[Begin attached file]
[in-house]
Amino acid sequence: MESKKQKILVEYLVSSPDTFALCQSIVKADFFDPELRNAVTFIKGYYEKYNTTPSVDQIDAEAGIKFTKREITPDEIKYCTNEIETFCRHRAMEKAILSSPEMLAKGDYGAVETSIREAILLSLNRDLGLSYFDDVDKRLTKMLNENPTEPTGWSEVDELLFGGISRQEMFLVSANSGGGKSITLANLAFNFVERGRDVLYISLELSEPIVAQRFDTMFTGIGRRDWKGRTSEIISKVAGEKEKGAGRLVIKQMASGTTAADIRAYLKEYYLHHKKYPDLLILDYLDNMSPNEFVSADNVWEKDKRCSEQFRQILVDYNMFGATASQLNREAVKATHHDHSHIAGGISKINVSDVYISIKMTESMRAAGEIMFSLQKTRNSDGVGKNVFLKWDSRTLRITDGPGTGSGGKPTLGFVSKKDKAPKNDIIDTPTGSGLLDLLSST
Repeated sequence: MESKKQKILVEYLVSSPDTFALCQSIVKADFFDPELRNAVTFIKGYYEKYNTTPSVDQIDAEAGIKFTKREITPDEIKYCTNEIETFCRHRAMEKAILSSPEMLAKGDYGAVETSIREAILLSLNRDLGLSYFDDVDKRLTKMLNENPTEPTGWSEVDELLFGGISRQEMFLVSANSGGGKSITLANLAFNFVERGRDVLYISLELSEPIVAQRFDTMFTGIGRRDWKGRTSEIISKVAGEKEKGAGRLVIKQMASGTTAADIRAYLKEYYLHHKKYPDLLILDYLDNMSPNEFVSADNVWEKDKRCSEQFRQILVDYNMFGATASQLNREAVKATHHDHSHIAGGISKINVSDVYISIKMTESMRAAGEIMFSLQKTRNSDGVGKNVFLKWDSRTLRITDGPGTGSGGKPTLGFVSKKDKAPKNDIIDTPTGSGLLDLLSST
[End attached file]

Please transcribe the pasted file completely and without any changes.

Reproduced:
[in-house]
Amino acid sequence: MESKKQKILVEYLVSSPDTFALCQSIVKADFFDPELRNAVTFIKGYYEKYNTTPSVDQIDAEAGIKFTKREITPDEIKYCTNEIETFCRHRAMEKAILSSPEMLAKGDYGAVETSIREAILLSLNRDLGLSYFDDVDKRLTKMLNENPTEPTGWSEVDELLFGGISRQEMFLVSANSGGGKSITLANLAFNFVERGRDVLYISLELSEPIVAQRFDTMFTGIGRRDWKGRTSEIISKVAGEKEKGAGRLVIKQMASGTTAADIRAYLKEYYLHHKKYPDLLILDYLDNMSPNEFVSADNVWEKDKRCSEQFRQILVDYNMFGATASQLNREAVKATHHDHSHIAGGISKINVSDVYISIKMTESMRAAGEIMFSLQKTRNSDGVGKNVFLKWDSRTLRITDGPGTGSGGKPTLGFVSKKDKAPKNDIIDTPTGSGLLDLLSST
Repeated sequence: MESKKQKILVEYLVSSPDTFALCQSIVKADFFDPELRNAVTFIKGYYEKYNTTPSVDQIDAEAGIKFTKREITPDEIKYCTNEIETFCRHRAMEKAILSSPEMLAKGDYGAVETSIREAILLSLNRDLGLSYFDDVDKRLTKMLNENPTEPTGWSEVDELLFGGISRQEMFLVSANSGGGKSITLANLAFNFVERGRDVLYISLELSEPIVAQRFDTMFTGIGRRDWKGRTSEIISKVAGEKEKGAGRLVIKQMASGTTAADIRAYLKEYYLHHKKYPDLLILDYLDNMSPNEFVSADNVWEKDKRCSEQFRQILVDYNMFGATASQLNREAVKATHHDHSHIAGGISKINVSDVYISIKMTESMRAAGEIMFSLQKTRNSDGVGKNVFLKWDSRTLRITDGPGTGSGGKPTLGFVSKKDKAPKNDIIDTPTGSGLLDLLSST